Sunday, December 31, 2006

Edinburgh Torchlight Procession

Passing St.Giles Cathedral

Procession passing St.Giles Cathedral - Sigma 18-50 f2.8 zoom @ 18mm or so.
The Sigma zoom is a bit soft at the corners wide open, but it's so lightweight and
compact that I will actually carry it all the time.

On the way home from town the other night, after a meet-up with Graeme Reid, (a regular of my other blog), I was cut off from home by the annual torchlight procession - and with only my Fuji E550 compact, my SLR and three lenses to hand! What could I do but keep shooting until my cards were full?

Looking Towards The Castle

Luckily, I was carrying my old 85mm f1.8 lens, which is an excellent fast telephoto, except that it's prone to internal reflection from bright light sources - note the green ghosting from the torches in the top quarter of the frame.

Because I normally carry a fast mid-range zoom and a fast prime telephoto, I could shoot in the available light coming off the torches - it was bright enough to handhold even the 85mm lens at ISO 800, which gave usable results without needing noise reduction.

Monday, December 25, 2006

Merry Christmas!

Princes Street Gardens, Edinburgh, with the Walter Scott monument behind the big wheel.

Even a hard-hearted old techie like me can be touched by the spirit of the season, so here are some Christmassy photos taken on and around Princes Street this season. Merry Christmas!

The clock tower of the old North British Hotel building behind the ferris wheel on Princes Street.

Composite panorama showing Edinburgh Castle and the illuminated trees on the mound.

Tuesday, October 31, 2006

Samhuinn 2006 in Edinburgh

Samhuinn Fire

80-200mm f2.8 zoom handheld in available light

I was invited to come out and photograph the Samhuinn celebrations in Edinburgh by fellow Flickrite Sibelian, who's taken part in the ceremonies in past years; it's a big theatrical pagan event, enacting the overthrow of the court of summer by the court of winter.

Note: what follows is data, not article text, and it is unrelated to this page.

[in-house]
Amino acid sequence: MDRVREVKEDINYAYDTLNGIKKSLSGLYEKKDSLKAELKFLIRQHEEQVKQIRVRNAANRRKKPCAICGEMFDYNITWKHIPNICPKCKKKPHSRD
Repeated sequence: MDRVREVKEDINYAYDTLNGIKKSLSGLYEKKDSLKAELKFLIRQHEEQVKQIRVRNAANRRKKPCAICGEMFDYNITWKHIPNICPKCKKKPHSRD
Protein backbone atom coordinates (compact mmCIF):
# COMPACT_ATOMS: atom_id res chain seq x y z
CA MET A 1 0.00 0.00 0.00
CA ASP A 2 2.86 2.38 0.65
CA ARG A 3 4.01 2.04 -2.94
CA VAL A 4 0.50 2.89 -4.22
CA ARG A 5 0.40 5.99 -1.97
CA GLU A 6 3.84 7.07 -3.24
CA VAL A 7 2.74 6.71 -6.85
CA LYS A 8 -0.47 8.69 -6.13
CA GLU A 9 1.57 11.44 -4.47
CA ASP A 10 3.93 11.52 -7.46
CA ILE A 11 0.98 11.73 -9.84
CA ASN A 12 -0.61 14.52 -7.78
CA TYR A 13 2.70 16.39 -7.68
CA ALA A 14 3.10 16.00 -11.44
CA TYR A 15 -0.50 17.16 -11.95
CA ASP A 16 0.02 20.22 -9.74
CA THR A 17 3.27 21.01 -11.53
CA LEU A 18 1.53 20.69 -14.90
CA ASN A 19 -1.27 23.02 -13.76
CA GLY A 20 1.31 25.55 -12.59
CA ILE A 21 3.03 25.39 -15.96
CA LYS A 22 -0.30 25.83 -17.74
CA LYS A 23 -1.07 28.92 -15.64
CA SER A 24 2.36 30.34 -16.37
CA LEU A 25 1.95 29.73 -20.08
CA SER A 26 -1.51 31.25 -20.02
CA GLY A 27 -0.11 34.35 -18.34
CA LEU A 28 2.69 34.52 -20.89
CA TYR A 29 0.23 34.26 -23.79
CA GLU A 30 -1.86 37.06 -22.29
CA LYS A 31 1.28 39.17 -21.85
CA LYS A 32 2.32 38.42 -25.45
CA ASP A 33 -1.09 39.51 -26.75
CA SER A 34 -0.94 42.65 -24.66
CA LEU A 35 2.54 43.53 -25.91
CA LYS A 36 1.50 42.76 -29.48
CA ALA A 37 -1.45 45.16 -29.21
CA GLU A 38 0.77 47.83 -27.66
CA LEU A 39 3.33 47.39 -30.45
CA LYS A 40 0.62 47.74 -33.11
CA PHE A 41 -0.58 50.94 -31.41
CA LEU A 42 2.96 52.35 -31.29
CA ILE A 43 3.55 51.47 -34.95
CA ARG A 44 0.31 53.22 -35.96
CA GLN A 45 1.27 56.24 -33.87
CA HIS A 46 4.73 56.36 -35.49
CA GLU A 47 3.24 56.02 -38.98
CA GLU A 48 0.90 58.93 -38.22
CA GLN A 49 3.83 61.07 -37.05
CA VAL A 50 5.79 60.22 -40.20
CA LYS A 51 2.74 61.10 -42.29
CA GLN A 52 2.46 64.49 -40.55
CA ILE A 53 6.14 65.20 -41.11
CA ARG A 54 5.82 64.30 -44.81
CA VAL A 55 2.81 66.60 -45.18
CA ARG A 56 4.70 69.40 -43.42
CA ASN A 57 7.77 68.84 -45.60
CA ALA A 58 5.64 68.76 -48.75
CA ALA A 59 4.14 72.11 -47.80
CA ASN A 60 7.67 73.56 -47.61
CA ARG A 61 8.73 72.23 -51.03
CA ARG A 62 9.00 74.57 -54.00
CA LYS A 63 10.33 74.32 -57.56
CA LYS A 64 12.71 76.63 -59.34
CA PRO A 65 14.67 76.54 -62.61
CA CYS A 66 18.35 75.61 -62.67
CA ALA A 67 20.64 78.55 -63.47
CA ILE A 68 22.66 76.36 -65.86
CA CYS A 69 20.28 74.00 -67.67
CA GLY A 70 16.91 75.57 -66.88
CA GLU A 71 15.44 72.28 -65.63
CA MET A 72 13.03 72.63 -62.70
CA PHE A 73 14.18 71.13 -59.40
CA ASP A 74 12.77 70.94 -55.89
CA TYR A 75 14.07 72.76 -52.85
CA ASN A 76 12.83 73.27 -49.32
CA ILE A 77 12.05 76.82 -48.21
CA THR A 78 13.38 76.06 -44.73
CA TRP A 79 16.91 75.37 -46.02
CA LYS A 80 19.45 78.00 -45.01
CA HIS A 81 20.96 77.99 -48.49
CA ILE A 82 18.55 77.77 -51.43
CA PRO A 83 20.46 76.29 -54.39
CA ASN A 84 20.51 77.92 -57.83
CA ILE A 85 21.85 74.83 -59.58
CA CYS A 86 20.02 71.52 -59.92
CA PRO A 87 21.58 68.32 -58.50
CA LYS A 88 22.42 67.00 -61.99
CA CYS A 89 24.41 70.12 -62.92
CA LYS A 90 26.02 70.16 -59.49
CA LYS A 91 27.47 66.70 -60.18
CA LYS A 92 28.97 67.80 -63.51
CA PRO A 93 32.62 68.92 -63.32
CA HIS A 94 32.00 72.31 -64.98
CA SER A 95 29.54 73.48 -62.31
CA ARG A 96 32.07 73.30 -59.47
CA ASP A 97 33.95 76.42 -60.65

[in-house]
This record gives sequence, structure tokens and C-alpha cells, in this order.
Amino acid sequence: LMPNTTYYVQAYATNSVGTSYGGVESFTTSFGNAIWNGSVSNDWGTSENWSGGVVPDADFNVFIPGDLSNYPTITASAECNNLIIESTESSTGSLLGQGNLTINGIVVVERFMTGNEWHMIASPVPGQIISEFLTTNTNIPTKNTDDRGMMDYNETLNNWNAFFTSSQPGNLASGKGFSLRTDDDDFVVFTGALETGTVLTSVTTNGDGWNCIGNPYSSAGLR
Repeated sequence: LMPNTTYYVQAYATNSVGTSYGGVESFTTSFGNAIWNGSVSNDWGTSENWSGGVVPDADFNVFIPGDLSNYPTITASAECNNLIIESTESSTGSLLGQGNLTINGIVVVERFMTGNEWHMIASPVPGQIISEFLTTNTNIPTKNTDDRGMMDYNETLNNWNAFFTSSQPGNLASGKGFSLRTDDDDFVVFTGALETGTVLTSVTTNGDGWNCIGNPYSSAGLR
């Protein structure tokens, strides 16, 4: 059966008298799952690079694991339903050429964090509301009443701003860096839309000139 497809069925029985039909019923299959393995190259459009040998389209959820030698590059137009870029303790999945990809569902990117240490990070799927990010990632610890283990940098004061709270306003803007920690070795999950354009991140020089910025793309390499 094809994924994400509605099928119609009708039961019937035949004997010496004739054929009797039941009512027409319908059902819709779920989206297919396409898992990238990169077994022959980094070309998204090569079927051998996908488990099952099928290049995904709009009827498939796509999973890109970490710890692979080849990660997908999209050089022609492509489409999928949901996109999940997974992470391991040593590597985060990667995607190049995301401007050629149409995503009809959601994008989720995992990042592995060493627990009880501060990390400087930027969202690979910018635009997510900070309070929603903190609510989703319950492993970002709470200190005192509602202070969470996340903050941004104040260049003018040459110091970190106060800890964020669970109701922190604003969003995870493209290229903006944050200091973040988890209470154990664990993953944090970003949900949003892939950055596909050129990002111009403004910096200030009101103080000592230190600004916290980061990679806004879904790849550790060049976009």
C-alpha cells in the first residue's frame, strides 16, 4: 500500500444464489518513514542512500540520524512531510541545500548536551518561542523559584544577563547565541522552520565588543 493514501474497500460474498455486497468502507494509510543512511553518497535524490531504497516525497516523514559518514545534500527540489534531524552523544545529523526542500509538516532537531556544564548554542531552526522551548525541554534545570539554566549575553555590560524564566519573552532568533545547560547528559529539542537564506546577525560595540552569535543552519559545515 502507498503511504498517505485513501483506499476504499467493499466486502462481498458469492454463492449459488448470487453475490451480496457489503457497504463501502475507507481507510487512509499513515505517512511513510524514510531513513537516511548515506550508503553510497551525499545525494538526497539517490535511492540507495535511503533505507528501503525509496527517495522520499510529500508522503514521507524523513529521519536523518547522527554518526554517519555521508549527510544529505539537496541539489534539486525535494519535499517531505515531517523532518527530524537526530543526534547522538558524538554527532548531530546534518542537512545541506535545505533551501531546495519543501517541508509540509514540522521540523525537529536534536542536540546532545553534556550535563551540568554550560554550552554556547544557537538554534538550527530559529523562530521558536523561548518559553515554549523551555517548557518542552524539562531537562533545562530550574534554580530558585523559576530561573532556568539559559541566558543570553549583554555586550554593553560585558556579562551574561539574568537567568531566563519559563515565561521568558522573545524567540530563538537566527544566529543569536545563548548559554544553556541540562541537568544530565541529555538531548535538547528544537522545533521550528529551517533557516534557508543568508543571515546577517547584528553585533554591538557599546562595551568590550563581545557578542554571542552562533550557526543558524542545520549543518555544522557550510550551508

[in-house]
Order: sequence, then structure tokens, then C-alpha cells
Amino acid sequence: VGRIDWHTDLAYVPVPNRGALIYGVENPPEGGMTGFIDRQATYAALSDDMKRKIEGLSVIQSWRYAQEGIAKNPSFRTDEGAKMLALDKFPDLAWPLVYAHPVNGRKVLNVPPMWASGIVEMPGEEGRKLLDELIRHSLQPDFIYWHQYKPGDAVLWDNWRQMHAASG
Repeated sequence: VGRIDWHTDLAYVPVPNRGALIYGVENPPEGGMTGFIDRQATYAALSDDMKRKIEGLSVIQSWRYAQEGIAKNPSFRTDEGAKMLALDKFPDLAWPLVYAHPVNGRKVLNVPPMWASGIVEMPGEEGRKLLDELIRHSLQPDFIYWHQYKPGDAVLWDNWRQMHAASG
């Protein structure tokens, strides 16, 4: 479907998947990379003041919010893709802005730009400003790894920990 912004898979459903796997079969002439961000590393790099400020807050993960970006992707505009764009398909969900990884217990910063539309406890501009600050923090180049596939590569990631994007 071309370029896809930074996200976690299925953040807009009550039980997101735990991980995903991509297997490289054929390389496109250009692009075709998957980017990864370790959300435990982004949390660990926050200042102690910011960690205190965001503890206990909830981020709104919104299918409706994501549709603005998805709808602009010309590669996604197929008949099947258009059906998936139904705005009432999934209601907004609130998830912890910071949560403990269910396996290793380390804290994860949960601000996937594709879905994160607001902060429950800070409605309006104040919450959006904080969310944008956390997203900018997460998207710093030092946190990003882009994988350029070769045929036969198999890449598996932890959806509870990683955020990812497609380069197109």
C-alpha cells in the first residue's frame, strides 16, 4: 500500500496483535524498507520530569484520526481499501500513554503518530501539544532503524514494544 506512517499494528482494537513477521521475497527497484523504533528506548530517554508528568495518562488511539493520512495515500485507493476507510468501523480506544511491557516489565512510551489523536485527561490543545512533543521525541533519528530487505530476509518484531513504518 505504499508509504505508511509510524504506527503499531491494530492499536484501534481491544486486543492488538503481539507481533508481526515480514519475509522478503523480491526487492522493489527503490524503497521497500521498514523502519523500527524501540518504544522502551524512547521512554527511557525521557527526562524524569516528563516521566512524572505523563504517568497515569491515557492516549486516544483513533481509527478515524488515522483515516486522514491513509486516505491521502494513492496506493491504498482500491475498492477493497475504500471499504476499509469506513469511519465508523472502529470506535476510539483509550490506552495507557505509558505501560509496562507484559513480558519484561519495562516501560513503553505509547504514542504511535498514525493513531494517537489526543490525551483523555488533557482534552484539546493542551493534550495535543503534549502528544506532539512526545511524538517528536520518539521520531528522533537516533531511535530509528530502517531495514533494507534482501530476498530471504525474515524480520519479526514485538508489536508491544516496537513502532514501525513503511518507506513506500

I got into a rather poor position for the main event, jammed into a crowd so tightly packed that I couldn't get into my rucksack for my telephoto lens until late in the proceedings. As a result, I didn't get a record of the whole thing (I also forgot to take establishing shots again), but I did get some good single shots, including the dramatic bonfire shot above, and some good individual portraits of interestingly painted people in the procession down to The Mound.

Summer Vs. Winter

80-200mm zoom with SB-24 flash in manual mode

Girl With Pumpkin And A Knife Through Her Head

18-50 f2.8 zoom @ 18mm, f8, focus pre-set at about 10ft, SB-24 flash in auto mode - exposures were pretty reliable

Blue Ladies 3

18-50 f2.8 zoom @ 18mm, f8, focus pre-set at about 10ft, slow-sync flash with SB-24 in auto mode.

Monday, October 30, 2006

Stuff That!


Nikon D50 & Sigma 10-20mm f4-5.6 EX Zoom

I've been getting a bit stale recently; shooting a lot of stuff to test new cameras, but not really getting down to any serious (or frivolous) photography. Since moving to central Edinburgh, I decided to revive an old project by re-shooting some of my portraits of stuffed animals on better-quality digital (my first tries were in 2001 using a Canon G1, a camera not best suited to low-light work.)

Sketching Fox

Nikon D50 & Sigma 18-50 f2.8 EX Zoom; obligingly, she wore headphones,
so I could practically stick the camera in her ear
without her noticing the shutter click.

The faster response of my new cameras has meant that instead of just concentrating on the exhibits as I did the first time, more candids are creeping in too. I'm looking at extending the project out into the rest of the museum and maybe to others in Edinburgh too.
The existing images are on Flickr; just click on the pictures here to get to the set.

More E550 Candids

Rob & Curry

Johnny REM in Bradford, September 2006

Since moving to Edinburgh, I've not been getting out to shoot as much as I'd like, but I've managed to collate some more shots from my Fuji E550 into a Flickr set.
Despite it not being quite as nice and jewel like as my old Canon S50, I note that it's become my first choice carry-everywhere camera. Noise at 400ASA is much better controlled than with the Canon, and the battery life using NiMh rechargeables, which I was a skeptical of, is pretty impressive.

Thursday, September 07, 2006

Using A Manual Lens With The Nikon D50

Buster (100E Test 2)

"You've attached what to your Nikon D50?"